“These are all critical social determinants of care that dramatically affect the success rate of standard medical care, but for too long they have been overlooked,” he said.

This is where Di Sorbo’s program attempts to step in, assessing each person’s specific situation and needs and developing a plan to deal with short-term barriers – like transportation and nutrition – while working. with the senior to deal with critical long-term decisions – such as wills, powers of attorney, and the type of end-of-life treatment they wish to receive.

“It’s high-touch not high-tech,” Vacca said.

The program is a natural extension of palliative care to which Vacca and Di Sorbo have devoted much of their careers. Although often viewed as comfort care provided in the last days of life, palliative care can extend for years to patients with chronic illnesses that will shape the last years of their lives. Palliative care works with patients with severe illness to manage both the symptoms and the stress of living with the illness.

Vacca said the “miracles we have in medicine” are amazing tools for health workers, but they cannot solve all medical problems on their own. Low-tech supports like a volunteer visiting an elderly person to offer conversation and some housekeeping are also essential.

“The thing that is often overlooked is how to complete [medical treatments] with the human touch, ”said Vacca. “As a young doctor, we are often so engrossed in the technical part of the care, the tests and the treatments, the surgeries, they become energy intensive… but it is only with experience that you can see how they are effective. can be amplified by addressing the social determinants of care. . ”

Vacca, who does not provide medical care in her volunteer role, can act as a medical advisor in a way, helping older people in the program understand and process what their doctors tell them and help them make all the decisions. important to their care.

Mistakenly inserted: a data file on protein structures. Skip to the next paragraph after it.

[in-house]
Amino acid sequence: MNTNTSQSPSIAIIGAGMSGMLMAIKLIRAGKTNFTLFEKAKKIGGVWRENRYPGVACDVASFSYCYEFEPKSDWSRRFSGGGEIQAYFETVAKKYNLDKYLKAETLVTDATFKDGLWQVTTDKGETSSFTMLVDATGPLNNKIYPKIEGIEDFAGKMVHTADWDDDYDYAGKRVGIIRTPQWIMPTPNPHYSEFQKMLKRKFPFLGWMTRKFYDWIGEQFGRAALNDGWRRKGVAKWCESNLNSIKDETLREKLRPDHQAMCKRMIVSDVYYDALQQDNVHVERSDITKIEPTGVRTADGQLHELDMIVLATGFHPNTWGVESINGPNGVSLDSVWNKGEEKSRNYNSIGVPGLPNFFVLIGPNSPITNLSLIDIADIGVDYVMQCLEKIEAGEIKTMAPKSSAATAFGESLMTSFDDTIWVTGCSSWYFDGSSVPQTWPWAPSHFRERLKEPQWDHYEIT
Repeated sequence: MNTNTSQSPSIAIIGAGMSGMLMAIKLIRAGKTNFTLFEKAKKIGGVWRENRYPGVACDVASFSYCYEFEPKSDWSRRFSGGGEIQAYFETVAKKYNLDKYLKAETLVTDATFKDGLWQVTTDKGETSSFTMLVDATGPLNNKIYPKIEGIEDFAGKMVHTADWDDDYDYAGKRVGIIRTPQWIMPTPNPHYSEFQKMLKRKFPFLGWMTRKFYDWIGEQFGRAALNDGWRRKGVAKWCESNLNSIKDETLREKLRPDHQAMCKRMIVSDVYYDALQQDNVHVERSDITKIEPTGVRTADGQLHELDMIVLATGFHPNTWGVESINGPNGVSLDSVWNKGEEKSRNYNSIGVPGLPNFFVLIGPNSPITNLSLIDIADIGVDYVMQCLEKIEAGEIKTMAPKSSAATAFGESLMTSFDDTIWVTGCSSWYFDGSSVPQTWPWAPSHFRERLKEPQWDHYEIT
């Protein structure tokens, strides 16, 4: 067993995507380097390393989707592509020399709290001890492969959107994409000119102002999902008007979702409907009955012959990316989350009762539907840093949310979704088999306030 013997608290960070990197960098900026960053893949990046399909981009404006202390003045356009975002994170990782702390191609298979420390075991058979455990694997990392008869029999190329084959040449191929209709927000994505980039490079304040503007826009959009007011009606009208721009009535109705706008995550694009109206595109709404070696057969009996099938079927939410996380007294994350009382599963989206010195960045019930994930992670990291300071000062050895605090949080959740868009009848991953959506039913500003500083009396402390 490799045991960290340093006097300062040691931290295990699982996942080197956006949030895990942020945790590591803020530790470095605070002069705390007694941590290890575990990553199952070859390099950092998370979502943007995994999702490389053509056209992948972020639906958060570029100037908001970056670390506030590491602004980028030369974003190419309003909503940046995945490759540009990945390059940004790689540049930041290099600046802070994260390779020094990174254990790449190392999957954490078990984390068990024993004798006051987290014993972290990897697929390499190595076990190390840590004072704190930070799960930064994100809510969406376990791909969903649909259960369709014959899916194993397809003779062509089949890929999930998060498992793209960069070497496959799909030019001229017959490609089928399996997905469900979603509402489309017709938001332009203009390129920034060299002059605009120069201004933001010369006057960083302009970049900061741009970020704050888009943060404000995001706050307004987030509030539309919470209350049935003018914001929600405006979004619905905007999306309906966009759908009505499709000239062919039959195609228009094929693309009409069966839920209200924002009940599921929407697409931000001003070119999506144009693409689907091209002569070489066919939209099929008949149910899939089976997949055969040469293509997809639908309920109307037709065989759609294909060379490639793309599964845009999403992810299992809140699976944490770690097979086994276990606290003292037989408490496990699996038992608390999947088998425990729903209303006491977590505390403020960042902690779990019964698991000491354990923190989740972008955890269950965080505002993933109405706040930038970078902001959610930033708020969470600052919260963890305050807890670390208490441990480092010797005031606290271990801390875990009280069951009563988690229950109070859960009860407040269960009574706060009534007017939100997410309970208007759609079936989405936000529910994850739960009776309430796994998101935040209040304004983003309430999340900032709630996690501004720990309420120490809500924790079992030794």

“I help them interpret what is going on in their health care,” he said.

Di Sorbo summed up in three words the kind of support they provide to seniors through the program: “Everything they need,” he said.


Condos, which during a career working on criminal justice issues in New York City helped establish one of the first rape relief centers, immediately saw something interesting in the brief announcement of the program, knowing she had decisions to make but not knowing where to start.

“As soon as you published the newsletter the next day I jumped on it,” she said. “I was looking for any type of program that would solve the problems I needed… My god, this is the thing I have been looking for for years.”

She said she hoped to stay in her apartment as long as possible, but knew there might be a time when she needed to move with more help. She said she knew what kind of long-term care she wanted, but needed help formalizing those decisions.

“I needed information on how to do this, that and the other,” she said. “There is so much involved in terms of health, legal issues, hospitals. It was very important to be able to understand this and make a decision on what I wanted and what I didn’t want.

Di Sorbo opens a new case for each of the program’s clients, first assessing the daily challenges that need to be addressed immediately, and then reflecting on the bigger picture.

“She had urgent needs because she was falling and was isolated,” he said of Condos. “And in the long run: how do you get the support you need? Whether it’s a mess in the apartment or an advanced directive to make sure she got what she wanted, in our schedule we untangle the layers to suit the person and their needs. and give her the means to get what she wants.

Condos described immense relief after meeting Di Sorbo and sorting out important medical and life decisions.

“It was like there were these strings hanging down, and I got it, but I didn’t know how to put them together,” she said. “I feel completely at peace just understanding these basic things, and these are basic things. It is complete relief, absolute relief. It is a peace that I cannot describe.

“You are taking charge of your life,” Di Sorbo told Condos. “You are an empowered person. “

After her recent fall, Di Sorbo made sure to make the necessary medical appointments and ordered a device that will connect Condos to emergency medical services if she falls again and needs help.

“Serious illness can be so overwhelming, and it really doesn’t have to be,” said Di Sorbo.

The Seniors Center is looking for volunteers and seniors who are interested in the program. Di Sorbo can be contacted at 518-584-1621 ext. 206.